It was apparently the inspiration for Chandler in his book, The High Window (the first Chandler novel I ever read), in which Chandler describes the residence of Philip Marlowe as being on the cliffs above High Tower Drive in a building with a fancy elevator tower. (Thanks to the Society of Architectural Historians Southern California Chapter webpage for that.) 


This ph…

From Dawn to Sunset on the Beach - Pelicans, Whales and Memories of my Father

This post about my father and the ocean is very important to me right now. It was written when we first moved to Santa Cruz, which we insisted on calling Aldabra because it is so magical...
From Dawn to Sunset on the Beach - Pelicans, Whales and Memories of my Father
Living and writing by the ocean - in a spot we like to call Aldabra (which in reality is a remote and very beautiful atoll in the Indian Ocean) - the beach figures large in my thoughts and daily routine.

Usually I wake early, and on occasion I walk at dawn through the waves, past the occasional fisherperson, enjoying the darkness slowly transforming into light, the spray of the breakers, the pull of the tide around my feet, the constant barking of the sea lions, the damp of the ocean mist - and the sight of the sun breaking over the horizon to the east.






Recently, a few days before what would have been his birthday, I thought of my father as I trod the beach at dawn. He came from a tiny Scottish fishing village, Rosehearty, se…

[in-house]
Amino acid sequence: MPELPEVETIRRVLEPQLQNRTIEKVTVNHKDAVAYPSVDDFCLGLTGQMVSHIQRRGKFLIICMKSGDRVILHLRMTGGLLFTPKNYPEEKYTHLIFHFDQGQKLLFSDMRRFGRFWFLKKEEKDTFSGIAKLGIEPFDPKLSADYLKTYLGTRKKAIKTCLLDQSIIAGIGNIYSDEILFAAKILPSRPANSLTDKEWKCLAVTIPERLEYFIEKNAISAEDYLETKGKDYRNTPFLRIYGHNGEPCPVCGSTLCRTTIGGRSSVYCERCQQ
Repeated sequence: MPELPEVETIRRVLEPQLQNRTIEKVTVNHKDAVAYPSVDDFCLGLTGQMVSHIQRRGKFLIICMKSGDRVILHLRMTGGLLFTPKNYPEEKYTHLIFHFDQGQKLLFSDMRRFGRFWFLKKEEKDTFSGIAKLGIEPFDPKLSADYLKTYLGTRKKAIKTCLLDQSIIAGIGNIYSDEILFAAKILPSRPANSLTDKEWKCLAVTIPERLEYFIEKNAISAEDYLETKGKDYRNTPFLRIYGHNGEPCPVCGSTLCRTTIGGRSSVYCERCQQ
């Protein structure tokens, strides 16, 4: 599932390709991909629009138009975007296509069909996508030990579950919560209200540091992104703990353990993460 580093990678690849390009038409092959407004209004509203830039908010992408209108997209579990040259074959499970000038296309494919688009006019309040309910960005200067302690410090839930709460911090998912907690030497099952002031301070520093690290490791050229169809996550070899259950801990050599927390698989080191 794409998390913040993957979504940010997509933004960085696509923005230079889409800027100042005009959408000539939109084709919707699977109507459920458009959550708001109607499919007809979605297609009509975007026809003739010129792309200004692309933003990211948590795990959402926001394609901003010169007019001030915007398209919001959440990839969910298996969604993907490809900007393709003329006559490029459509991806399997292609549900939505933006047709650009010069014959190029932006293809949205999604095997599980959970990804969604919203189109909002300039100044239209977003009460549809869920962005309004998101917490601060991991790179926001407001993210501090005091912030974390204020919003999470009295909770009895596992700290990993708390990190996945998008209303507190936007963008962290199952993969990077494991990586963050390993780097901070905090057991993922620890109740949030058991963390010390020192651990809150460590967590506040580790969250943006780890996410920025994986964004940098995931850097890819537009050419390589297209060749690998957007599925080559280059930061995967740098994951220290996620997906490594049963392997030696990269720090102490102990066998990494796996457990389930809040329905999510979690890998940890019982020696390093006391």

Andrew Hale and Sade

On Thursday evening, we saw our longtime friend Andrew Hale perform with Sade at the HP Pavilion in San Jose, in one of the most beautifully conceived and produced concert performances I have ever seen.

Sade is a rare musician, in that she and the band only write, record and tour every eight to ten years, so that in a very real sense you can measure your life by her.

The band's music is always fresh and always newly conceived - for their previous album, Lovers Rock, they stripped everything down musically to a minimalist sound and banished the saxophone that had been so much a part of Sade's heavily soul- and jazz-influenced style.


The latest album, Soldier of Love, released in 2010, is one of the most tender, moving collections of songs yet, from the astonishingly beautiful Morning Bird, which features exquisite keyboards from Andrew, to the soulful, retro, return-of-the-sax melodies of In Another Time, and the deeply touching, reggae-influenced charm of Babyfather - a partic…